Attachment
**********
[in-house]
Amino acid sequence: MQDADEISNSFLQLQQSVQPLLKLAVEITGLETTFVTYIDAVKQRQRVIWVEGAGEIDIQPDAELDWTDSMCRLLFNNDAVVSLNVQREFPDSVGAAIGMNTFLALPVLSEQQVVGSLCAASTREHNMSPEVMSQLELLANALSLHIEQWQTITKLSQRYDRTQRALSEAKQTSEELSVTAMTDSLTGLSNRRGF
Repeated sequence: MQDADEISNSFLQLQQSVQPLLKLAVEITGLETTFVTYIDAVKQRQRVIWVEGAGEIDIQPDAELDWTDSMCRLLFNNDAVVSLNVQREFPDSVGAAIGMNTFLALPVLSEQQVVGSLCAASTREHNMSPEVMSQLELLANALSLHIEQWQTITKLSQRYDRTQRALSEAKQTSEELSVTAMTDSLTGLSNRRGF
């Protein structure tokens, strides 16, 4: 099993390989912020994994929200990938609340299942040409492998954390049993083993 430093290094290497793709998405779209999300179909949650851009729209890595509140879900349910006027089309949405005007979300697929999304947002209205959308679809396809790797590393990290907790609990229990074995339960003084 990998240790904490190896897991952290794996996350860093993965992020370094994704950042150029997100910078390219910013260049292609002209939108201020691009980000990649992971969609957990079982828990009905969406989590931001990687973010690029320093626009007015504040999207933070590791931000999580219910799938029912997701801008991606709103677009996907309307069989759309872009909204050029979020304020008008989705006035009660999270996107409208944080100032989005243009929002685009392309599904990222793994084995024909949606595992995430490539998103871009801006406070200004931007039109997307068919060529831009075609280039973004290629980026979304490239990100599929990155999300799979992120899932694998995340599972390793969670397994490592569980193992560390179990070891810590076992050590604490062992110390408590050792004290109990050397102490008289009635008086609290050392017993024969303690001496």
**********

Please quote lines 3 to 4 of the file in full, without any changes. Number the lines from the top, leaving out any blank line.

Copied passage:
Repeated sequence: MQDADEISNSFLQLQQSVQPLLKLAVEITGLETTFVTYIDAVKQRQRVIWVEGAGEIDIQPDAELDWTDSMCRLLFNNDAVVSLNVQREFPDSVGAAIGMNTFLALPVLSEQQVVGSLCAASTREHNMSPEVMSQLELLANALSLHIEQWQTITKLSQRYDRTQRALSEAKQTSEELSVTAMTDSLTGLSNRRGF
């Protein structure tokens, strides 16, 4: 099993390989912020994994929200990938609340299942040409492998954390049993083993 430093290094290497793709998405779209999300179909949650851009729209890595509140879900349910006027089309949405005007979300697929999304947002209205959308679809396809790797590393990290907790609990229990074995339960003084 990998240790904490190896897991952290794996996350860093993965992020370094994704950042150029997100910078390219910013260049292609002209939108201020691009980000990649992971969609957990079982828990009905969406989590931001990687973010690029320093626009007015504040999207933070590791931000999580219910799938029912997701801008991606709103677009996907309307069989759309872009909204050029979020304020008008989705006035009660999270996107409208944080100032989005243009929002685009392309599904990222793994084995024909949606595992995430490539998103871009801006406070200004931007039109997307068919060529831009075609280039973004290629980026979304490239990100599929990155999300799979992120899932694998995340599972390793969670397994490592569980193992560390179990070891810590076992050590604490062992110390408590050792004290109990050397102490008289009635008086609290050392017993024969303690001496």